# Is TQBF in CNF is still PSPACE-complete

TQBF(Totally Quantified Boolean Formula) is a PSPACE-complete question. I wonder that if it restricted to CNF is still PSPACE-complete. TQBF-CNF means that the part following the quantifier is a CNF.
I tried to prove that TQBF can be reduced to TQBF-CNF but failed as it need an exponential time to change a formula into CNF.
I would much appreciate an answer or an idea

Yes, it is still PSPACE-complete. Let $$Q_1 x_i \cdots Q_k x_k . \varphi(x_1,\dots,x_k)$$ be a TQBF problem, where each $$Q_i$$ is a quantifier. Apply the Tseytin transform to $$\varphi(x_1,\dots,x_k)$$ to get an equisatisfiable CNF formula $$\Psi(x_1,\dots,x_k,x_{k+1})$$, so that $$\varphi(x_1,\dots,x_k) \Leftrightarrow \exists x_{k+1} . \Psi(x_1,\dots,x_k,x_{k+1})$$. Then the original TQBF problem is equivalent to $$Q_1 x_1 \cdots Q_k x_k \exists x_{k+1} .\Psi(x_1,\dots,x_k,x_{k+1}),$$ which is an instance of TQBF-CNF. Therefore, any algorithm to solve TQBF-CNF can be used to solve TQBF.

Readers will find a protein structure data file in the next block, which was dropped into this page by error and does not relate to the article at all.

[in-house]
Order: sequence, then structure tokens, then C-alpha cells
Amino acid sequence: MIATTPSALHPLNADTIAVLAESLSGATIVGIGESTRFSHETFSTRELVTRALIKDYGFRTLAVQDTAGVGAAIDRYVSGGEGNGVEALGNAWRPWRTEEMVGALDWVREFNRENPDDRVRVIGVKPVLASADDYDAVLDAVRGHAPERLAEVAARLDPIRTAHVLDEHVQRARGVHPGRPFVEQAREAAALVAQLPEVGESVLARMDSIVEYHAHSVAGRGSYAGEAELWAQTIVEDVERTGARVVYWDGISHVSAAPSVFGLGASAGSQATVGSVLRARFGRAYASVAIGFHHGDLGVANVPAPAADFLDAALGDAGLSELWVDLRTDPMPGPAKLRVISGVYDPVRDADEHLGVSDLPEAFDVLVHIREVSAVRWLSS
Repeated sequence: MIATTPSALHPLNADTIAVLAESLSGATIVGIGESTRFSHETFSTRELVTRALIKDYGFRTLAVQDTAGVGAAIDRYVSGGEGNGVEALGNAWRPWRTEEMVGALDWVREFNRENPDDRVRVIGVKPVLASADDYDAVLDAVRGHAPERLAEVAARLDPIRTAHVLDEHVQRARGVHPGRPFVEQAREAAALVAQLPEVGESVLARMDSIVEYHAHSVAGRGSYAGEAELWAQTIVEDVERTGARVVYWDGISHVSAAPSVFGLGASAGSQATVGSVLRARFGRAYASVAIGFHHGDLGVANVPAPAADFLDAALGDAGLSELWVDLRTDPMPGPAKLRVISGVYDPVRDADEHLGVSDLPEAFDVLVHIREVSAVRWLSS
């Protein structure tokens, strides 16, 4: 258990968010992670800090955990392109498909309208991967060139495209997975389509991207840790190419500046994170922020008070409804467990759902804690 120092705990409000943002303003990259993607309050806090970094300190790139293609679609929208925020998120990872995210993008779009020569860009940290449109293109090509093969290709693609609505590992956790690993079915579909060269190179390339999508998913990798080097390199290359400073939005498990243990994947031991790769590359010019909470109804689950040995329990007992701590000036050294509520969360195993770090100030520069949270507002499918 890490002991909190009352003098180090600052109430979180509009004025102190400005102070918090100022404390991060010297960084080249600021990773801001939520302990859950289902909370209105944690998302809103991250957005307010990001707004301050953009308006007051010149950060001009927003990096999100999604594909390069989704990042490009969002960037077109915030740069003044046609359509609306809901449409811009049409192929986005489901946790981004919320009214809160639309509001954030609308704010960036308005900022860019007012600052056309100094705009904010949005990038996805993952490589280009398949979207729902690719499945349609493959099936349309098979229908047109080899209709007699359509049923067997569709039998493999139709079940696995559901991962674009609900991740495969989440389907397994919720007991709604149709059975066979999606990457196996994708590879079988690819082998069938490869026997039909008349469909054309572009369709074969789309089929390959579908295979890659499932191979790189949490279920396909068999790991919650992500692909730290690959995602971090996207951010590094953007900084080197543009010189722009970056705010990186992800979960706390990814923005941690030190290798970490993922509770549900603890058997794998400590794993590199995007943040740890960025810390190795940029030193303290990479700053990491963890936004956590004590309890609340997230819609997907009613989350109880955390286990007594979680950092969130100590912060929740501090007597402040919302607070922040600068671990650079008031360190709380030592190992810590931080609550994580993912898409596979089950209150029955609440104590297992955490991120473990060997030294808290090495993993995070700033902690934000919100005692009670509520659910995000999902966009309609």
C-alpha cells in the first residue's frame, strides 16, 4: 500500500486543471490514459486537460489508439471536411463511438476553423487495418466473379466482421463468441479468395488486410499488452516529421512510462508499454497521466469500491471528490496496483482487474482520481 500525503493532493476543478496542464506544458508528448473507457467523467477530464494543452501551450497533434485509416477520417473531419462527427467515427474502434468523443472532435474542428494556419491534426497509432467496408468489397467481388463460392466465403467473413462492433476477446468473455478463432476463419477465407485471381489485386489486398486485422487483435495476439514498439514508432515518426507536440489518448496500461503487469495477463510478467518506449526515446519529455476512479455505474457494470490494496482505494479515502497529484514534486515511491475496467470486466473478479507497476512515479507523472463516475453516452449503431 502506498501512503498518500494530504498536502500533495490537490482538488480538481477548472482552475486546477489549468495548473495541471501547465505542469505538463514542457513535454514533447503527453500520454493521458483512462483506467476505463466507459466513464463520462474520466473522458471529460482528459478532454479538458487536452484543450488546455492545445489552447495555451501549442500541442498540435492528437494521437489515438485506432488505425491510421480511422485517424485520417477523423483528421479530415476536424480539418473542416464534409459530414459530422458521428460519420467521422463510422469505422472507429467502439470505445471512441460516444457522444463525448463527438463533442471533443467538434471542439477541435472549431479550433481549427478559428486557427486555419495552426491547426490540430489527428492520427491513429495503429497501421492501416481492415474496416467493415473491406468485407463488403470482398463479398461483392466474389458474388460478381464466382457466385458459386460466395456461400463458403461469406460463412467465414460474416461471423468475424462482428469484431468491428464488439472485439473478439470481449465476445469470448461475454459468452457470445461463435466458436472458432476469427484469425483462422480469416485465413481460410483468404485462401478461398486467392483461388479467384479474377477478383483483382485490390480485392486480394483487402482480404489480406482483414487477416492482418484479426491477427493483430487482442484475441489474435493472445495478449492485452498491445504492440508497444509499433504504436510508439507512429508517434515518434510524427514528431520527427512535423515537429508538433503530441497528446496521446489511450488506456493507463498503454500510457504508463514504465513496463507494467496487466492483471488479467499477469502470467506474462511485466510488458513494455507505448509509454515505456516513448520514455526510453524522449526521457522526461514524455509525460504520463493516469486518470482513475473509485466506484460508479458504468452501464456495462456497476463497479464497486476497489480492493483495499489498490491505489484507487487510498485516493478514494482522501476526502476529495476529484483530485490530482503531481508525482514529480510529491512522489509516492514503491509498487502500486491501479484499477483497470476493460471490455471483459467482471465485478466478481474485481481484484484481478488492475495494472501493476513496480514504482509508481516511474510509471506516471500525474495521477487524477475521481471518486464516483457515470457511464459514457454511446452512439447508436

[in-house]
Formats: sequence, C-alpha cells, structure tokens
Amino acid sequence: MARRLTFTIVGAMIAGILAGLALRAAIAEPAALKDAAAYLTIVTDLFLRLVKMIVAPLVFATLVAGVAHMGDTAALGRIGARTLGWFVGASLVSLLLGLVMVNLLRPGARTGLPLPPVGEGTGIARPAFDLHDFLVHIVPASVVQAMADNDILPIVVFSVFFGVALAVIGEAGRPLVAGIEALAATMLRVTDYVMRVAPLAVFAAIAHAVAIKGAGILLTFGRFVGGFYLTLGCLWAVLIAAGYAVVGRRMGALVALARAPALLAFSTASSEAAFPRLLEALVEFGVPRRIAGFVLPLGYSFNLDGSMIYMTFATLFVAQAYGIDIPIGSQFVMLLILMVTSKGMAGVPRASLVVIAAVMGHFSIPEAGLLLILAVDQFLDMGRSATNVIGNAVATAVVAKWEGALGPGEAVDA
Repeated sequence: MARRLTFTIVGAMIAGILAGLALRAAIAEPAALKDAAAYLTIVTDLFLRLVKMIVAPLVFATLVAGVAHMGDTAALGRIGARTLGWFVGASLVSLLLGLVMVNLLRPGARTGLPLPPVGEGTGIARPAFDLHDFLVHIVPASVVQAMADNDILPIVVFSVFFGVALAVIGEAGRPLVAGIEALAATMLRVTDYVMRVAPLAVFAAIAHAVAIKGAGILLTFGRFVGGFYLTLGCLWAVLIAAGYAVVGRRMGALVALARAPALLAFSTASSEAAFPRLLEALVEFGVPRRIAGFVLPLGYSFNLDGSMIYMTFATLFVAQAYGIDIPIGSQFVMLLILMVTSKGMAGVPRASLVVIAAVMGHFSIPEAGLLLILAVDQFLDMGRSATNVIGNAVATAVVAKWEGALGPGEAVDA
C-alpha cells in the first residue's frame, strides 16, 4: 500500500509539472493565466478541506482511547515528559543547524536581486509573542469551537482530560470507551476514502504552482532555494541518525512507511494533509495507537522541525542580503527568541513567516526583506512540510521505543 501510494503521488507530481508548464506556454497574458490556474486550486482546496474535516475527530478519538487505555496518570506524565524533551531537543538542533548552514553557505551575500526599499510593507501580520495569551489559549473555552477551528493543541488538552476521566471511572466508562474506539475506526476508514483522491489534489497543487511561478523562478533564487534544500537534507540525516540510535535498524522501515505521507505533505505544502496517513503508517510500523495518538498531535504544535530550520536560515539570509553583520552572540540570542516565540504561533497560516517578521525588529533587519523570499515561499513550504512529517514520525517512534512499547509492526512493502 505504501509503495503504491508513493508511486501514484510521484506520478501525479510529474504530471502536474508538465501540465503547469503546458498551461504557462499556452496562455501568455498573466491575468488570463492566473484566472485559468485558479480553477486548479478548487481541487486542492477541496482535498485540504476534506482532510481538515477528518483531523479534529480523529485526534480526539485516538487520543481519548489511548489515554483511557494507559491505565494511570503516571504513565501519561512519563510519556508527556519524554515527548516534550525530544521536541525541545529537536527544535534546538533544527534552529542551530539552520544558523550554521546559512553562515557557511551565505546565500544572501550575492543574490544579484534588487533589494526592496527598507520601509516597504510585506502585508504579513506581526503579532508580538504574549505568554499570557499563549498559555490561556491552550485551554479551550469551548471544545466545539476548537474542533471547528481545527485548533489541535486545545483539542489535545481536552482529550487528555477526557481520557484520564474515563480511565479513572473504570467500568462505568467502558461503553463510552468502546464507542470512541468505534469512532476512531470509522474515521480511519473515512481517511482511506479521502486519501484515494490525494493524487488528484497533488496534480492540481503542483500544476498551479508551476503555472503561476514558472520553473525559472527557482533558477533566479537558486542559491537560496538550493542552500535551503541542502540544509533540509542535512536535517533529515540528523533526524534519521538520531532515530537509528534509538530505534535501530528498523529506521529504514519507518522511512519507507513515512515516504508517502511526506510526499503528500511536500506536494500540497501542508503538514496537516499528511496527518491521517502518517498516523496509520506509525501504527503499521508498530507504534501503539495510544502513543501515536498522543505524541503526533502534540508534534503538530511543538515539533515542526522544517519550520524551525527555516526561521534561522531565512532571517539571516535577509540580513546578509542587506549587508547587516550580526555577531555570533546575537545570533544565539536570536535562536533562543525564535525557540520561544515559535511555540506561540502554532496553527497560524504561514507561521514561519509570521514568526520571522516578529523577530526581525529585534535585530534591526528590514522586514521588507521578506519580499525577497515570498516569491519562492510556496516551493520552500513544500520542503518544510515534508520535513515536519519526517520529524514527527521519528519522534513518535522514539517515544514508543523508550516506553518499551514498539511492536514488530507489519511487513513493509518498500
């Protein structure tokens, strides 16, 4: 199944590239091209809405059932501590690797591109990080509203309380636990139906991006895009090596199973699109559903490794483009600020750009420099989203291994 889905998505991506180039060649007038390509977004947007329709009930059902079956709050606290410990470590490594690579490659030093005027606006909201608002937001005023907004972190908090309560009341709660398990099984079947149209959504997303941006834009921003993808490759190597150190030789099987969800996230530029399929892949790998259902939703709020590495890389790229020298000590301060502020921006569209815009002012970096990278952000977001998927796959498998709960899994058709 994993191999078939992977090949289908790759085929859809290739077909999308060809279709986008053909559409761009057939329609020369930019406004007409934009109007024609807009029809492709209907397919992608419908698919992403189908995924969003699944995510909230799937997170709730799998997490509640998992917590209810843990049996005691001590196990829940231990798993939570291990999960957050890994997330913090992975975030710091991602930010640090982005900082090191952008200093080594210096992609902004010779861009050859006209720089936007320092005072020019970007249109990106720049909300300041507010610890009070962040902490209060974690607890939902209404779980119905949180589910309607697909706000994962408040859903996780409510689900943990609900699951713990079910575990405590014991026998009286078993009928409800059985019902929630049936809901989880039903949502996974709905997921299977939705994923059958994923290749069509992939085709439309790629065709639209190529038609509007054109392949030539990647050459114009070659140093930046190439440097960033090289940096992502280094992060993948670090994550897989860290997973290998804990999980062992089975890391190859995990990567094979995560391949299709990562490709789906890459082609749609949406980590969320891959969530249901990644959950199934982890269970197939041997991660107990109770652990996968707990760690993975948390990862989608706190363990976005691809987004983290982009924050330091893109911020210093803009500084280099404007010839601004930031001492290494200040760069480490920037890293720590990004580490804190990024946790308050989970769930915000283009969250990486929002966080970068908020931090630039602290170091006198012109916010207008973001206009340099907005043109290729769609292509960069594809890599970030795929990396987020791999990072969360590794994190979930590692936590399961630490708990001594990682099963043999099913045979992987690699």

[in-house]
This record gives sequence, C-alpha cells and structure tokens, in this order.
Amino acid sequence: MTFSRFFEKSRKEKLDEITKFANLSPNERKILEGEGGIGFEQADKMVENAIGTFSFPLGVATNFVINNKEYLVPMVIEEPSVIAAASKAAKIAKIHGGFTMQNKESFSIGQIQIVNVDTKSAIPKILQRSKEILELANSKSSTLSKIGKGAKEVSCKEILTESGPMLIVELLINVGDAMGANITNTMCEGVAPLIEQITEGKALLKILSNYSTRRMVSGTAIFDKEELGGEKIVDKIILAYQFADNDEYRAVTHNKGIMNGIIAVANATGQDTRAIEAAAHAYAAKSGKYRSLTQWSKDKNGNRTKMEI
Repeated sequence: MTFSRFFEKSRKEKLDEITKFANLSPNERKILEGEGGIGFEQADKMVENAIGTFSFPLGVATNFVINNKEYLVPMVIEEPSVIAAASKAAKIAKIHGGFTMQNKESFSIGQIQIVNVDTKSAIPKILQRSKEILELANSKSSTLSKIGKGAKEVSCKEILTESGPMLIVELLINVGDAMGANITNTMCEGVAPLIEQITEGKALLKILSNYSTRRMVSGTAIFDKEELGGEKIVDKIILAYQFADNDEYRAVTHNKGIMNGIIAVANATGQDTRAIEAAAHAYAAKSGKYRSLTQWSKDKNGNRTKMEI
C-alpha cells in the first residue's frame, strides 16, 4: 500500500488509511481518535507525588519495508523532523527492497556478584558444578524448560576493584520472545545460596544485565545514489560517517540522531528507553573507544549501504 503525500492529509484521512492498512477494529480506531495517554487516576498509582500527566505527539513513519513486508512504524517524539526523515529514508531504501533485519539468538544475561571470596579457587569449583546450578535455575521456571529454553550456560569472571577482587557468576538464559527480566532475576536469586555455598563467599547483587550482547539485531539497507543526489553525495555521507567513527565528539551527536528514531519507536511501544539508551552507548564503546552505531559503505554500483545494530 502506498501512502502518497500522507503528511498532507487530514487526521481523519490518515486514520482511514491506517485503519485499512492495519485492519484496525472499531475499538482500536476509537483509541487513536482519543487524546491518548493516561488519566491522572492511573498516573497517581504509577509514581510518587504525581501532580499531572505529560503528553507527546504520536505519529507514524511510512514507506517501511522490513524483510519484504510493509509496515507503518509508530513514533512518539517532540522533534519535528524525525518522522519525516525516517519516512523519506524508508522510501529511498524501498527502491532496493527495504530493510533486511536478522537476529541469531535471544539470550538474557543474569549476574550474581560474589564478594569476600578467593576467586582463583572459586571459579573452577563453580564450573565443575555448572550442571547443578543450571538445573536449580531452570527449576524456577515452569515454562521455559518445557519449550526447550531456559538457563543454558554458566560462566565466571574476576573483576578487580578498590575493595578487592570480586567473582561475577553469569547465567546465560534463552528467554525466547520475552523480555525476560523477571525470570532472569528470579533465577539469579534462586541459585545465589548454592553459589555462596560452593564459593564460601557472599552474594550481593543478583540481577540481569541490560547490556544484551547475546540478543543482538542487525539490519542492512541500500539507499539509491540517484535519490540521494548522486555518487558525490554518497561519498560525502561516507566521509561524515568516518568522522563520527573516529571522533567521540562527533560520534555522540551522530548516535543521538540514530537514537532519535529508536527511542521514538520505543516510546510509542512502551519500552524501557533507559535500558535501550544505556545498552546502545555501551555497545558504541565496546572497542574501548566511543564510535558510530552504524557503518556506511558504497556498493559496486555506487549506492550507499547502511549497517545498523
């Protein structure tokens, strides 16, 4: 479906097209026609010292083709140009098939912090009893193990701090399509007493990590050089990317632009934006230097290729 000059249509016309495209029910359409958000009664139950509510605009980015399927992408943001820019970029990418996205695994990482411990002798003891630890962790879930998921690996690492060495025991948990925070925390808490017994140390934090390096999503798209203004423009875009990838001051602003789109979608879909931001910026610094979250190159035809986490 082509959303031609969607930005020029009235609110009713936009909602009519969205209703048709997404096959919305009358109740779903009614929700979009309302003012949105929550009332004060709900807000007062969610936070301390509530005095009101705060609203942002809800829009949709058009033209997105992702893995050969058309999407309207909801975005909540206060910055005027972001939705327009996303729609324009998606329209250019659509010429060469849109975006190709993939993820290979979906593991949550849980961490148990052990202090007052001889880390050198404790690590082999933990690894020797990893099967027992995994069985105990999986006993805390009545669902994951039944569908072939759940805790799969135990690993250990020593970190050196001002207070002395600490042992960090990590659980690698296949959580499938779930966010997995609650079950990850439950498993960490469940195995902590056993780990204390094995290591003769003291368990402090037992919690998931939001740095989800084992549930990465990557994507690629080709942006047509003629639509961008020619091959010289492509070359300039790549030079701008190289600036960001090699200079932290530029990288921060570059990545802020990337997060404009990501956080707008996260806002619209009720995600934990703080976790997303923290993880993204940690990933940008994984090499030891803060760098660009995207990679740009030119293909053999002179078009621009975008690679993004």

As explained in Wikipedia, the size of $$\Psi$$ is polynomial in the size of $$\varphi$$. Note that $$x_{k+1}$$ might represent multiple variables. The number of added variables is also polynomial in the size of $$\varphi$$.
• Thanks for the answer! But I'm confused abut of the number of variables in $\Psi$, why do we need to add exactly one variable? In wikipedia, the example has the same number of variables after Tseytin transform. Commented May 4 at 5:11